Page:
Cbr13bingo Rec’d, Bingo #8
Susanna Clarke’s novel Piranesi has been reviewed about a dozen times on the Cannonball Read, first by tiny_bookbot and most recently by Debcapsfan. Every review of this book has been 4 or 5 stars. Published in 2020, Piranesi was nominated for the Nebula Best Novel and won the 2021 Women’s Prize for Fiction. It is an astonishing fantasy novel about the world of the mind and the myth of the Minotaur and the Labyrinth. I must say that while I thought it started off rather slowly and somewhat dully, it gradually drew me in deeper and deeper until I was completely lost in the story. See what I did there?
Piranesi is the narrator of this story which is set in a world that he describes as being like a house with many halls. He lives alone there except for another occasional visitor, a man he simply knows as the Other. Piranesi is a curious, observant young man who loves this world and all its mystery. He keeps notebooks and an index of the places he discovers in his quest to see and describe this vast world in its entirety. He notes the seas and tides that can flood halls; the birds and fish, whom he treats with respect and awe; and the incredible statues that he has come to know almost as friends. He also takes great care of the skeletons he discovers — 13 of them— trying to imagine who these people were and how they might be connected. He sees himself and the Other as the 14th and 15th people to live in this world, and wonders if there will one day be a 16th person to join him. Piranesi meets with the Other twice per week providing updates on his research, but the Other is not exactly a friendly man. He is interested in Piranesi’s work, but he doesn’t seem to know or love this world as Piranesi does. The Other occasionally makes useful gifts to Piranesi, such as notebooks and shoes, but he is preoccupied. Piranesi reveres him and considers him a friend.
As the story progresses, Piranesi makes some startling discoveries. One day, another person appears who seems to know about this world and about the Other. Piranesi thinks of this person as The Prophet. The Other then begins to grow concerned that “16” could make an appearance soon. While Piranesi is initially delighted by this news, the Other quickly disabuses him of the notion that 16 is a friend. This person is their enemy, sent to drag them toward madness. The Other makes Piranesi swear that if he should encounter another person, he will NOT communicate and will instead find the Other, who will try to kill 16. Piranesi finds this alarming but implicitly trusts the Other and tries to follow the directives he receives from him.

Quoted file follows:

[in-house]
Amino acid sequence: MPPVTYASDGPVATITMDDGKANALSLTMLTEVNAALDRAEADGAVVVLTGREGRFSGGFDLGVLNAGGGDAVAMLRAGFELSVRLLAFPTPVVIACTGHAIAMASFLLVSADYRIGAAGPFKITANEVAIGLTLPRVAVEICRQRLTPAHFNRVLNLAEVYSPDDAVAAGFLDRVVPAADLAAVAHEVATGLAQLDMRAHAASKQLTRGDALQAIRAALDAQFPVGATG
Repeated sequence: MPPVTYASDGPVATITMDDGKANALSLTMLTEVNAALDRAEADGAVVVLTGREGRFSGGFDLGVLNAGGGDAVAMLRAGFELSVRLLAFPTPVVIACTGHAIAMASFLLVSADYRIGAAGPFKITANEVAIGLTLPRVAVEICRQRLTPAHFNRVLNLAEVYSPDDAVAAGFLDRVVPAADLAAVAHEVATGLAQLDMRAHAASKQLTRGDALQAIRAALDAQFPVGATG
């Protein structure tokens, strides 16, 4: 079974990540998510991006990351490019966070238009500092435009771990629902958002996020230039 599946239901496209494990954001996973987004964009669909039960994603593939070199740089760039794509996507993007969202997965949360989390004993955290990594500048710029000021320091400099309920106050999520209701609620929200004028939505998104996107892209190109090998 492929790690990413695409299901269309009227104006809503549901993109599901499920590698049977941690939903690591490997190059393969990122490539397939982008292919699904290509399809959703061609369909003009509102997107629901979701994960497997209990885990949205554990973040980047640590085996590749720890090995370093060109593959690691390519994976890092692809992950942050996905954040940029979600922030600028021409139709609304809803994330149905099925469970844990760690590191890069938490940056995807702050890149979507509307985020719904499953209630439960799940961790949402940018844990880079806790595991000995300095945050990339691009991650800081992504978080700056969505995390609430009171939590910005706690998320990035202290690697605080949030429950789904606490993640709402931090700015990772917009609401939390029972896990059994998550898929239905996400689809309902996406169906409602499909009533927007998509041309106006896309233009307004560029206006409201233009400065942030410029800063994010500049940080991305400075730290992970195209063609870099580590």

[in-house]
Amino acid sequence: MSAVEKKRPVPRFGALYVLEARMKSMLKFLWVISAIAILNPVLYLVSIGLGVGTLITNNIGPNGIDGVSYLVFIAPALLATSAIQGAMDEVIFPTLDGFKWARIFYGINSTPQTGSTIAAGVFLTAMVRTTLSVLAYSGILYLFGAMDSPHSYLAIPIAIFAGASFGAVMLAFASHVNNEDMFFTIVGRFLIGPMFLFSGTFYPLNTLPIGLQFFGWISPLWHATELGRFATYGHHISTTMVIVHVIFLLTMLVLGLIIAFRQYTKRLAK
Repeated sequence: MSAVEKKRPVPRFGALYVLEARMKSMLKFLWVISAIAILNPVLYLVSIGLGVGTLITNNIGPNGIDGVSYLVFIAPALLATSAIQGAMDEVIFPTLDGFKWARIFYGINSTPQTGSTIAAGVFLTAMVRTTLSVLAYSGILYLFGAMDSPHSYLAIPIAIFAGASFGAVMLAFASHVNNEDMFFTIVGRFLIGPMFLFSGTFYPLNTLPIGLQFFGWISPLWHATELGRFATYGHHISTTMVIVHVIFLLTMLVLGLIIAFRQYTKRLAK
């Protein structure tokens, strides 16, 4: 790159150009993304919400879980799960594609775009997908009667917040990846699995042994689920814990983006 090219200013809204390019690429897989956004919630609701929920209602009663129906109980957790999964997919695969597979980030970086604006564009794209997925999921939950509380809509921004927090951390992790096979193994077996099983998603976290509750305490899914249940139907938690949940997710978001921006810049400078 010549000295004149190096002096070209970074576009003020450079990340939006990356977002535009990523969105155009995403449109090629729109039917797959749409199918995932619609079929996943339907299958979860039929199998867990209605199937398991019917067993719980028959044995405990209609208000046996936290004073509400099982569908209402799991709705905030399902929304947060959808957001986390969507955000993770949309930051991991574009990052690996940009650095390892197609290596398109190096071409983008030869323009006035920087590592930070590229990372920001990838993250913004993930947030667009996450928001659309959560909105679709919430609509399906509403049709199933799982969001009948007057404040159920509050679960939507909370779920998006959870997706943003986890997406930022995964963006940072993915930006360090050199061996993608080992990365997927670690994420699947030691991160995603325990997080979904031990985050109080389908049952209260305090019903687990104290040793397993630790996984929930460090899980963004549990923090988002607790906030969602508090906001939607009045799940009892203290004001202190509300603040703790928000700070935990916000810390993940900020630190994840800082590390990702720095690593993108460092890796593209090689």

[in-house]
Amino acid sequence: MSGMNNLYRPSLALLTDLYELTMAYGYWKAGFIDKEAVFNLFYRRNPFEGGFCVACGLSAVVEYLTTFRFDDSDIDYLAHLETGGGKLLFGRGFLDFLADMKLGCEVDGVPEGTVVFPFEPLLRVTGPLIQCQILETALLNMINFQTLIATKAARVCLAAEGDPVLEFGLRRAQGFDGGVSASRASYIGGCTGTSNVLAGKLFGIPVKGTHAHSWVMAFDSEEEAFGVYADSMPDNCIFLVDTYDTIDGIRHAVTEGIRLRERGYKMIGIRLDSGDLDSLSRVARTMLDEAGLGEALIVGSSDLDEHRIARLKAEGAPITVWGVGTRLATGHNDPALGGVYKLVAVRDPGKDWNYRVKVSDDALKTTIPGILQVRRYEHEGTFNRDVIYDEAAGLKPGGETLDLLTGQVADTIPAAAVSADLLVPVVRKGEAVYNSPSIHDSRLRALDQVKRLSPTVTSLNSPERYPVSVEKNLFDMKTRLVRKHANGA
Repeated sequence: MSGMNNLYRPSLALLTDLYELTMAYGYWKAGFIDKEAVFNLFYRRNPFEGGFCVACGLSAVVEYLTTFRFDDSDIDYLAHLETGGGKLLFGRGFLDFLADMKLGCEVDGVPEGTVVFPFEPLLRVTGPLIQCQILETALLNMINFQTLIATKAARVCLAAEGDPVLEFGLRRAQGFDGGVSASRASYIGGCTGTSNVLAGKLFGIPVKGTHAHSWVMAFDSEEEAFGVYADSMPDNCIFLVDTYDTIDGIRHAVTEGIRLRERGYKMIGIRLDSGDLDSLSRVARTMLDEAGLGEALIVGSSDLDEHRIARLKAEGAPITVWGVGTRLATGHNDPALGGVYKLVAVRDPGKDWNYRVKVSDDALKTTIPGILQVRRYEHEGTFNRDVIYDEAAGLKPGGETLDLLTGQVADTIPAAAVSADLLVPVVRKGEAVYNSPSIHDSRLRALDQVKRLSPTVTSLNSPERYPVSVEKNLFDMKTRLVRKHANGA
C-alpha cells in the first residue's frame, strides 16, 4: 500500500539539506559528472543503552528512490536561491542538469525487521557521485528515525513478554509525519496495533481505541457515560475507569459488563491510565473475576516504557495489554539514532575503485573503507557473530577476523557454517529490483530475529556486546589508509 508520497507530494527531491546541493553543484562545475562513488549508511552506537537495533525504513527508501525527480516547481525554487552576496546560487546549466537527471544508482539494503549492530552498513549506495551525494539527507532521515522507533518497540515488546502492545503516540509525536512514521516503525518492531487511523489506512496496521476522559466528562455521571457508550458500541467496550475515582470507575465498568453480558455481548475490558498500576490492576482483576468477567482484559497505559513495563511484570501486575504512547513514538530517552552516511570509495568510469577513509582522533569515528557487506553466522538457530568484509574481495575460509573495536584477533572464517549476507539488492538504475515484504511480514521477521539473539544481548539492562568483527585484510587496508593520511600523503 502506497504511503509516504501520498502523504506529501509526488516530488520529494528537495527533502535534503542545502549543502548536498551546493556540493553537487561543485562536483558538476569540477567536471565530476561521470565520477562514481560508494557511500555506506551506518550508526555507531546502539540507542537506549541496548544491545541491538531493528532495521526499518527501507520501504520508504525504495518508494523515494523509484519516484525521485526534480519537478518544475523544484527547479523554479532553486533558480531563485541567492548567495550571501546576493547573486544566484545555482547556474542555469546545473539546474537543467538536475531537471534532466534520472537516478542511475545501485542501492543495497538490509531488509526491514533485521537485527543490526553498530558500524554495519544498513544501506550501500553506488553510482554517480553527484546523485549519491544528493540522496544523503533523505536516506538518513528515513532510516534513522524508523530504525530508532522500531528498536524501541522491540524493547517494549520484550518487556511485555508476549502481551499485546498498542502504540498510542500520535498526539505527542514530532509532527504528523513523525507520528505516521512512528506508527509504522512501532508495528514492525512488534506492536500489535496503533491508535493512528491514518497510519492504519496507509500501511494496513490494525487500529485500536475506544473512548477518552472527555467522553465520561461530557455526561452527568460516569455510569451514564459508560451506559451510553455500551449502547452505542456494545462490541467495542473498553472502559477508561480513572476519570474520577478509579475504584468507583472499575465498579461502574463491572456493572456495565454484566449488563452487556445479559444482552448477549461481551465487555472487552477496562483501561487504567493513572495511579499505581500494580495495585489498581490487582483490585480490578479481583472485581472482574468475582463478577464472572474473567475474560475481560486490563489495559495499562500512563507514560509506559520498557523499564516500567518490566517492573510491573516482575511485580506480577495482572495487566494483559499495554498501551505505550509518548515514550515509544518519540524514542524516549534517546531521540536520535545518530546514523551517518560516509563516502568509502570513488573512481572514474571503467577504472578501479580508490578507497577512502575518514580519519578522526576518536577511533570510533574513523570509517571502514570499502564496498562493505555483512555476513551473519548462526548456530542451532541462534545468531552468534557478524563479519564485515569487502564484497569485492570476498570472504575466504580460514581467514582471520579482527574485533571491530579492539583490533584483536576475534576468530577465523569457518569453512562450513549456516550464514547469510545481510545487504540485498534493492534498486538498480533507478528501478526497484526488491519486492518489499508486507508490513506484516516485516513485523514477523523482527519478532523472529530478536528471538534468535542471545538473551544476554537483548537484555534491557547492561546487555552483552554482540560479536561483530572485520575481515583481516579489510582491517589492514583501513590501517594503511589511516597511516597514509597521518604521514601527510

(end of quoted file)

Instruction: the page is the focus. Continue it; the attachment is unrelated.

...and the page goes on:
The tension mounts as 16 draws nearer, trying to leave messages for Piranesi, and as Piranesi begins to look back in his journals. There, he discovers entries that he made but that he does not remember or understand. This fantasy novel is a brilliant story about the world of the mind and ideas. Not only does it hark back to the story of the Minotaur and Labyrinth but also to Plato’s Theory of Forms. While that might sound a bit esoteric, Clarke makes this story quite exciting as Piranesi pieces together the information he has discovered and as he prepares for a great flood that is scheduled to hit the world within a week.
Piranesi is a delightful surprise of a book. As I mentioned, the first part, in which Piranesi is viewing and describing his world, was a bit slow. It is, however, important to the rest of the story and to understanding Piranesi himself. This would be great for a book group or in a psychology or philosophy class.